Congress should oblige bankers to modify mortgages for homeowners who are in trouble on their home loans instead of foreclosing, a new Housing Predictor survey has found.
It’s been a matter of debate since the housing mess outset more five years ago in many regions of the country, and especially since foreclosures hit record all-time highs. The foreclosure crisis has now impacted 7-million homeowners and another 8-million are forecast to be foreclosed with 1.7 million in serious default, more than 90-days late with their mortgage payments.
A large majority or 62 percent of respondents to the survey said that banks and mortgage companies should be required to modify mortgages for homeowners at risk of foreclosure. The other 38 percent said banks should not be forced to do so, despite the fact they offered mortgages to anyone who could sign their name on a loan application, and then turned around and sold most mortgages off to the secondary investment market.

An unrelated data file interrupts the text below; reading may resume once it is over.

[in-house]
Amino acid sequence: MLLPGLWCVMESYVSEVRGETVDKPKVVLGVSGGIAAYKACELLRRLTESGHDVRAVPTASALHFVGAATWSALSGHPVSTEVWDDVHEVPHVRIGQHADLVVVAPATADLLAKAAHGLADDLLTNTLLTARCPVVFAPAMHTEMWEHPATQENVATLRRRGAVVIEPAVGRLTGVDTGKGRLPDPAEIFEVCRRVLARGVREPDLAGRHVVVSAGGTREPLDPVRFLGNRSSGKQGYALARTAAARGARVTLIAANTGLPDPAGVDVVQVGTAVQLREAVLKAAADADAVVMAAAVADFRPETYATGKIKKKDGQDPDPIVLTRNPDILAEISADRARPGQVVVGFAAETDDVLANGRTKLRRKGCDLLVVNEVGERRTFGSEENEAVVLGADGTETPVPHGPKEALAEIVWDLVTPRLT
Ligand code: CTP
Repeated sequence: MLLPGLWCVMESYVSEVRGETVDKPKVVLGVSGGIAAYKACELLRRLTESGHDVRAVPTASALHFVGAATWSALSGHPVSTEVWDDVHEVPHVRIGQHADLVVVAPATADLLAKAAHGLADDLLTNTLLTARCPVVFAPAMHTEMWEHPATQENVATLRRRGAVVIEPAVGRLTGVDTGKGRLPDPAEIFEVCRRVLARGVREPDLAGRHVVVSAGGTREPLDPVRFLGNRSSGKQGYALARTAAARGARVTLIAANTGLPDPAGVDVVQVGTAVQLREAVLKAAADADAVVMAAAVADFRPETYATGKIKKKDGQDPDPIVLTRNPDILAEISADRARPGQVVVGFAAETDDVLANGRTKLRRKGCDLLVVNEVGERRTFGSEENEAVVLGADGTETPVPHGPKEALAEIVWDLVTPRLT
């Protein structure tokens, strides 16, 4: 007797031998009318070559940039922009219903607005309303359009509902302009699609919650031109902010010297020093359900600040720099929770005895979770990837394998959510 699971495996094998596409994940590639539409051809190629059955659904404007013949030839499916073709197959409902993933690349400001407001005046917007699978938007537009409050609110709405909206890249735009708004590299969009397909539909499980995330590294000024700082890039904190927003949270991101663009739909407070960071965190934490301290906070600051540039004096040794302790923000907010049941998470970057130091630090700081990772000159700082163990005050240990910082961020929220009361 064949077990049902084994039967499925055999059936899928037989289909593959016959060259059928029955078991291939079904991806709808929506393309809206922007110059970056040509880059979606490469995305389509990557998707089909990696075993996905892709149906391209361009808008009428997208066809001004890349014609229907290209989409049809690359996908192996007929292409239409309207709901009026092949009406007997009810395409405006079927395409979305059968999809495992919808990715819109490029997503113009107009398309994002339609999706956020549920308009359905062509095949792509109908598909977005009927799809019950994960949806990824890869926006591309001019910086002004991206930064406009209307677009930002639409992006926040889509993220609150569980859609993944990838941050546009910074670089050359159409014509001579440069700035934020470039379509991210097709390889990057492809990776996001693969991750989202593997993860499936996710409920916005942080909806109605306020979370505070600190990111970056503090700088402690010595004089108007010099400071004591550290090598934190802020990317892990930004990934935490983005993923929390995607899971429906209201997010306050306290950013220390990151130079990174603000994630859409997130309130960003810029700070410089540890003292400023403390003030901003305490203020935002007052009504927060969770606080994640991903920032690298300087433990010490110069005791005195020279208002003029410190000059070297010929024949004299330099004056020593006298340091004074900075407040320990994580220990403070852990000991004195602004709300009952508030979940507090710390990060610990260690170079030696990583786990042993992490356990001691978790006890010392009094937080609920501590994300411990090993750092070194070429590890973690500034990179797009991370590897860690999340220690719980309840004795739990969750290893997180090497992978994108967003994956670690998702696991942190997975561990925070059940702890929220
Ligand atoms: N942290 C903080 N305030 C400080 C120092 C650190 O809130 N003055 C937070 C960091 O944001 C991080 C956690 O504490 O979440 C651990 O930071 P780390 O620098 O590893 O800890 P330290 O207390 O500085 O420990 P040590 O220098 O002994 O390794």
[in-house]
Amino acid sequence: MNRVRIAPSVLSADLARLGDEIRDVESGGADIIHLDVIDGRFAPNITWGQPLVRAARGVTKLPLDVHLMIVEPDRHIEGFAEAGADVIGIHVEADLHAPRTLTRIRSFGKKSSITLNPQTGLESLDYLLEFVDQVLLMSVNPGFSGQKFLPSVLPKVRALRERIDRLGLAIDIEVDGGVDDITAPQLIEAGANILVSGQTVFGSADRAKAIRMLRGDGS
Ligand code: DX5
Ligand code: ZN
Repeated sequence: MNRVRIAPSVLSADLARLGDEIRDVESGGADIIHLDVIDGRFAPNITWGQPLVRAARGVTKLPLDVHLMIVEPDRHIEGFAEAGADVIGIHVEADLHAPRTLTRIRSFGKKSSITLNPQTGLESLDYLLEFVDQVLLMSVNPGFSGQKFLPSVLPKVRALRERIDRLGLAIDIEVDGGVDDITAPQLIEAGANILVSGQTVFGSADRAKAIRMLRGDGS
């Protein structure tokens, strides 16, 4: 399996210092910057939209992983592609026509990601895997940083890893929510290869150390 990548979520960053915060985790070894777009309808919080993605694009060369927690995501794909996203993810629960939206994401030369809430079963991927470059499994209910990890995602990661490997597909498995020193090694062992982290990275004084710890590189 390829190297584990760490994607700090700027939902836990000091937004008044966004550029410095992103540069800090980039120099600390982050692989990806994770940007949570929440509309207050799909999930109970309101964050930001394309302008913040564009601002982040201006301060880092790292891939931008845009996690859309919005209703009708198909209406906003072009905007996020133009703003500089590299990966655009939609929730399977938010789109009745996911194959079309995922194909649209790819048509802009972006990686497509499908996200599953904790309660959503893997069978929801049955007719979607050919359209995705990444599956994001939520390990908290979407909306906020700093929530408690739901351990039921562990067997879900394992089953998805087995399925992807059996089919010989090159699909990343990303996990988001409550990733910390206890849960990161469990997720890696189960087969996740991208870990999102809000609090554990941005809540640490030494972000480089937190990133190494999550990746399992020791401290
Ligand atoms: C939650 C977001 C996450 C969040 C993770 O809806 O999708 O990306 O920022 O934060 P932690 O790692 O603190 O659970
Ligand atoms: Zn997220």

Much of the Dodd-Frank Financial reform legislation still has to be debated in Congress and worked out by regulators before changes can be implemented in financial markets, including mortgage lending. But without re-implementing the Glass-Steagall Act, which restrained bankers following the Great Depression it seems inevitable that financial markets are in for a second financial crisis.
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